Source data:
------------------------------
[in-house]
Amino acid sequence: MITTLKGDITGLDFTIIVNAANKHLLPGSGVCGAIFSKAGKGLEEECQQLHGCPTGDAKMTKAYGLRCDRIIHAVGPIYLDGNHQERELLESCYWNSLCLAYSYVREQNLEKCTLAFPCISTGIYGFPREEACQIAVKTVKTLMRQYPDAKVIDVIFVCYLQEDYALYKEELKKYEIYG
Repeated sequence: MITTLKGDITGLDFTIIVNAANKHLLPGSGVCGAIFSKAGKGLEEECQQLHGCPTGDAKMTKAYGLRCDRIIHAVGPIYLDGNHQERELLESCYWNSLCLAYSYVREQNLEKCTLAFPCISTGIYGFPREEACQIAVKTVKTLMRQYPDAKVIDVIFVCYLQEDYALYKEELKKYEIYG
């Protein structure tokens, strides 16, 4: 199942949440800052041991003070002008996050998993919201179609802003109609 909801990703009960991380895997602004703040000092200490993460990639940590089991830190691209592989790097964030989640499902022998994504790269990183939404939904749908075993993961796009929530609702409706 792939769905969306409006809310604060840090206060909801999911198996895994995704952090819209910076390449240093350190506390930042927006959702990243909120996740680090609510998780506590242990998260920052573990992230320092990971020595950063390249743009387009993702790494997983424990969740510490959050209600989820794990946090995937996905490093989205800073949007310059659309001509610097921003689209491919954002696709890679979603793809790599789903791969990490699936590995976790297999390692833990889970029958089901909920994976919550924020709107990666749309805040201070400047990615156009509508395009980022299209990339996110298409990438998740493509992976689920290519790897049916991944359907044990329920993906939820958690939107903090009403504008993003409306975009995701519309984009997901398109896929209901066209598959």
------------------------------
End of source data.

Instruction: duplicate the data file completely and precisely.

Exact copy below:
[in-house]
Amino acid sequence: MITTLKGDITGLDFTIIVNAANKHLLPGSGVCGAIFSKAGKGLEEECQQLHGCPTGDAKMTKAYGLRCDRIIHAVGPIYLDGNHQERELLESCYWNSLCLAYSYVREQNLEKCTLAFPCISTGIYGFPREEACQIAVKTVKTLMRQYPDAKVIDVIFVCYLQEDYALYKEELKKYEIYG
Repeated sequence: MITTLKGDITGLDFTIIVNAANKHLLPGSGVCGAIFSKAGKGLEEECQQLHGCPTGDAKMTKAYGLRCDRIIHAVGPIYLDGNHQERELLESCYWNSLCLAYSYVREQNLEKCTLAFPCISTGIYGFPREEACQIAVKTVKTLMRQYPDAKVIDVIFVCYLQEDYALYKEELKKYEIYG
């Protein structure tokens, strides 16, 4: 199942949440800052041991003070002008996050998993919201179609802003109609 909801990703009960991380895997602004703040000092200490993460990639940590089991830190691209592989790097964030989640499902022998994504790269990183939404939904749908075993993961796009929530609702409706 792939769905969306409006809310604060840090206060909801999911198996895994995704952090819209910076390449240093350190506390930042927006959702990243909120996740680090609510998780506590242990998260920052573990992230320092990971020595950063390249743009387009993702790494997983424990969740510490959050209600989820794990946090995937996905490093989205800073949007310059659309001509610097921003689209491919954002696709890679979603793809790599789903791969990490699936590995976790297999390692833990889970029958089901909920994976919550924020709107990666749309805040201070400047990615156009509508395009980022299209990339996110298409990438998740493509992976689920290519790897049916991944359907044990329920993906939820958690939107903090009403504008993003409306975009995701519309984009997901398109896929209901066209598959």